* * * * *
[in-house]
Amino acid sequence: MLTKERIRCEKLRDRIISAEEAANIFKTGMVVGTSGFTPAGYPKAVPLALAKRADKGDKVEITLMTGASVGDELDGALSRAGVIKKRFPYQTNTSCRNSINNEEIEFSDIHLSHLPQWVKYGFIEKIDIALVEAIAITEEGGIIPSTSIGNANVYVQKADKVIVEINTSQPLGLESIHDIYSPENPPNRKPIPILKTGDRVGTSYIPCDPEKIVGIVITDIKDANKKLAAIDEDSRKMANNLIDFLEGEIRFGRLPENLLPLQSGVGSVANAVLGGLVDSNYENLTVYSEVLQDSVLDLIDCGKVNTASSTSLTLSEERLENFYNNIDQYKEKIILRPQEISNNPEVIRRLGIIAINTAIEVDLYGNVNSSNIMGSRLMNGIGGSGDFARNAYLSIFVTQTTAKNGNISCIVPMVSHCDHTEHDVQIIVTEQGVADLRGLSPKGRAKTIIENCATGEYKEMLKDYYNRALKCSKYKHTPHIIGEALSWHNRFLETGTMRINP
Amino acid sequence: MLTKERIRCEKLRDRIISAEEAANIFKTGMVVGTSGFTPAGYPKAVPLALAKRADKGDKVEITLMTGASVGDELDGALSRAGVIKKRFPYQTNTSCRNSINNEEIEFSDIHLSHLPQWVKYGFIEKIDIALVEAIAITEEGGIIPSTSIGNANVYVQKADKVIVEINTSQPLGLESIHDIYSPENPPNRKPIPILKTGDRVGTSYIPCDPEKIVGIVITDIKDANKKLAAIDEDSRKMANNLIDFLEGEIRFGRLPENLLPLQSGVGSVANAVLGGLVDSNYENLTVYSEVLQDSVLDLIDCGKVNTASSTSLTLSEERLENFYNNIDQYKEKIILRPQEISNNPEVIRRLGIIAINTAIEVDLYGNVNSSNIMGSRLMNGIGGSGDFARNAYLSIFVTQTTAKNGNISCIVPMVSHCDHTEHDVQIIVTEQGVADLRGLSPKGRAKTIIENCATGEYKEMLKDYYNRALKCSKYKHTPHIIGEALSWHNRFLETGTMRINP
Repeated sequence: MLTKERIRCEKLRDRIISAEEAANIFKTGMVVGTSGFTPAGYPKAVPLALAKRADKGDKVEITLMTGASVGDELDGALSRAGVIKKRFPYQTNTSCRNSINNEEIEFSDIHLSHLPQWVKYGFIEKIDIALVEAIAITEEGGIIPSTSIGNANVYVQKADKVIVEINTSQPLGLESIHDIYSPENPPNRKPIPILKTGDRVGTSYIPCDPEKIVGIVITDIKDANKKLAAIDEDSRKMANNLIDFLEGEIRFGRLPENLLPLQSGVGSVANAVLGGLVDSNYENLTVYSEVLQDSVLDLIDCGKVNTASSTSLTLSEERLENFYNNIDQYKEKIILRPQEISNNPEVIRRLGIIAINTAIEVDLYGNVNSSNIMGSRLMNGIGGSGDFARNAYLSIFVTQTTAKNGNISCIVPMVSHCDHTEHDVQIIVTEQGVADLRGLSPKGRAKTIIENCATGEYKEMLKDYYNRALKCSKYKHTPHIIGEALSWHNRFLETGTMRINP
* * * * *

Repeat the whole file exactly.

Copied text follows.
[in-house]
Amino acid sequence: MLTKERIRCEKLRDRIISAEEAANIFKTGMVVGTSGFTPAGYPKAVPLALAKRADKGDKVEITLMTGASVGDELDGALSRAGVIKKRFPYQTNTSCRNSINNEEIEFSDIHLSHLPQWVKYGFIEKIDIALVEAIAITEEGGIIPSTSIGNANVYVQKADKVIVEINTSQPLGLESIHDIYSPENPPNRKPIPILKTGDRVGTSYIPCDPEKIVGIVITDIKDANKKLAAIDEDSRKMANNLIDFLEGEIRFGRLPENLLPLQSGVGSVANAVLGGLVDSNYENLTVYSEVLQDSVLDLIDCGKVNTASSTSLTLSEERLENFYNNIDQYKEKIILRPQEISNNPEVIRRLGIIAINTAIEVDLYGNVNSSNIMGSRLMNGIGGSGDFARNAYLSIFVTQTTAKNGNISCIVPMVSHCDHTEHDVQIIVTEQGVADLRGLSPKGRAKTIIENCATGEYKEMLKDYYNRALKCSKYKHTPHIIGEALSWHNRFLETGTMRINP
Amino acid sequence: MLTKERIRCEKLRDRIISAEEAANIFKTGMVVGTSGFTPAGYPKAVPLALAKRADKGDKVEITLMTGASVGDELDGALSRAGVIKKRFPYQTNTSCRNSINNEEIEFSDIHLSHLPQWVKYGFIEKIDIALVEAIAITEEGGIIPSTSIGNANVYVQKADKVIVEINTSQPLGLESIHDIYSPENPPNRKPIPILKTGDRVGTSYIPCDPEKIVGIVITDIKDANKKLAAIDEDSRKMANNLIDFLEGEIRFGRLPENLLPLQSGVGSVANAVLGGLVDSNYENLTVYSEVLQDSVLDLIDCGKVNTASSTSLTLSEERLENFYNNIDQYKEKIILRPQEISNNPEVIRRLGIIAINTAIEVDLYGNVNSSNIMGSRLMNGIGGSGDFARNAYLSIFVTQTTAKNGNISCIVPMVSHCDHTEHDVQIIVTEQGVADLRGLSPKGRAKTIIENCATGEYKEMLKDYYNRALKCSKYKHTPHIIGEALSWHNRFLETGTMRINP
Repeated sequence: MLTKERIRCEKLRDRIISAEEAANIFKTGMVVGTSGFTPAGYPKAVPLALAKRADKGDKVEITLMTGASVGDELDGALSRAGVIKKRFPYQTNTSCRNSINNEEIEFSDIHLSHLPQWVKYGFIEKIDIALVEAIAITEEGGIIPSTSIGNANVYVQKADKVIVEINTSQPLGLESIHDIYSPENPPNRKPIPILKTGDRVGTSYIPCDPEKIVGIVITDIKDANKKLAAIDEDSRKMANNLIDFLEGEIRFGRLPENLLPLQSGVGSVANAVLGGLVDSNYENLTVYSEVLQDSVLDLIDCGKVNTASSTSLTLSEERLENFYNNIDQYKEKIILRPQEISNNPEVIRRLGIIAINTAIEVDLYGNVNSSNIMGSRLMNGIGGSGDFARNAYLSIFVTQTTAKNGNISCIVPMVSHCDHTEHDVQIIVTEQGVADLRGLSPKGRAKTIIENCATGEYKEMLKDYYNRALKCSKYKHTPHIIGEALSWHNRFLETGTMRINP